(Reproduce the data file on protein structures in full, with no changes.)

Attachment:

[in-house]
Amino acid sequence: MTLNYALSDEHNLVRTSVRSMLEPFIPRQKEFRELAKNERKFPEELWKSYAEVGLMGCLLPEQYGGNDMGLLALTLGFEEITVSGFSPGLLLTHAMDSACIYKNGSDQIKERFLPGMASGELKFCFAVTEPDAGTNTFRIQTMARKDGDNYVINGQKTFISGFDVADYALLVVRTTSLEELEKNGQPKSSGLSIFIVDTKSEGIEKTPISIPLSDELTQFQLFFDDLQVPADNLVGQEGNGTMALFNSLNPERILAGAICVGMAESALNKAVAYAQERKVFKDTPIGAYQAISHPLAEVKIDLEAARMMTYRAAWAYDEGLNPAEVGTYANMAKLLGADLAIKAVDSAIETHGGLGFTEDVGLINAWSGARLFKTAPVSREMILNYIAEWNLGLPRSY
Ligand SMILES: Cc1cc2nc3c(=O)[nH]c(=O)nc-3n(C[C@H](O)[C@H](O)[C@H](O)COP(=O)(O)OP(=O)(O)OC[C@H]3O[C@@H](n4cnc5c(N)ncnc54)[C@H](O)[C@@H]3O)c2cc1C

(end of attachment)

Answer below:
[in-house]
Amino acid sequence: MTLNYALSDEHNLVRTSVRSMLEPFIPRQKEFRELAKNERKFPEELWKSYAEVGLMGCLLPEQYGGNDMGLLALTLGFEEITVSGFSPGLLLTHAMDSACIYKNGSDQIKERFLPGMASGELKFCFAVTEPDAGTNTFRIQTMARKDGDNYVINGQKTFISGFDVADYALLVVRTTSLEELEKNGQPKSSGLSIFIVDTKSEGIEKTPISIPLSDELTQFQLFFDDLQVPADNLVGQEGNGTMALFNSLNPERILAGAICVGMAESALNKAVAYAQERKVFKDTPIGAYQAISHPLAEVKIDLEAARMMTYRAAWAYDEGLNPAEVGTYANMAKLLGADLAIKAVDSAIETHGGLGFTEDVGLINAWSGARLFKTAPVSREMILNYIAEWNLGLPRSY
Ligand SMILES: Cc1cc2nc3c(=O)[nH]c(=O)nc-3n(C[C@H](O)[C@H](O)[C@H](O)COP(=O)(O)OP(=O)(O)OC[C@H]3O[C@@H](n4cnc5c(N)ncnc54)[C@H](O)[C@@H]3O)c2cc1C